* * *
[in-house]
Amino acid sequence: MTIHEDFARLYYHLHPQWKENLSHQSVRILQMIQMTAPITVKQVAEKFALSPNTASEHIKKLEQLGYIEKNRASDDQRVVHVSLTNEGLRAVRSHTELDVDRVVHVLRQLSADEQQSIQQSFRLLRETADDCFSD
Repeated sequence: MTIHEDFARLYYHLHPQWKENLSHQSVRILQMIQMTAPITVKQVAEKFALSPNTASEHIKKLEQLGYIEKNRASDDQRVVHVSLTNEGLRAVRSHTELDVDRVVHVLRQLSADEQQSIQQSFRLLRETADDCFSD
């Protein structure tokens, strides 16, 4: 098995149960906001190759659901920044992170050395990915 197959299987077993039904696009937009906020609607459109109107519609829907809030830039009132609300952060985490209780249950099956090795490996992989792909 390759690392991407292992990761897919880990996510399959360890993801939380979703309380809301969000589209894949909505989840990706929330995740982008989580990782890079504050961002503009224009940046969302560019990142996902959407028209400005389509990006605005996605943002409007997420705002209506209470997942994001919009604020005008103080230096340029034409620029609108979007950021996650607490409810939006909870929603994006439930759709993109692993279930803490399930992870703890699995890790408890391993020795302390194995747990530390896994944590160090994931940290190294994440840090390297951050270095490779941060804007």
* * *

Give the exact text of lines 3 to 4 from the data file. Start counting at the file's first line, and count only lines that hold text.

Repeated sequence: MTIHEDFARLYYHLHPQWKENLSHQSVRILQMIQMTAPITVKQVAEKFALSPNTASEHIKKLEQLGYIEKNRASDDQRVVHVSLTNEGLRAVRSHTELDVDRVVHVLRQLSADEQQSIQQSFRLLRETADDCFSD
């Protein structure tokens, strides 16, 4: 098995149960906001190759659901920044992170050395990915 197959299987077993039904696009937009906020609607459109109107519609829907809030830039009132609300952060985490209780249950099956090795490996992989792909 390759690392991407292992990761897919880990996510399959360890993801939380979703309380809301969000589209894949909505989840990706929330995740982008989580990782890079504050961002503009224009940046969302560019990142996902959407028209400005389509990006605005996605943002409007997420705002209506209470997942994001919009604020005008103080230096340029034409620029609108979007950021996650607490409810939006909870929603994006439930759709993109692993279930803490399930992870703890699995890790408890391993020795302390194995747990530390896994944590160090994931940290190294994440840090390297951050270095490779941060804007």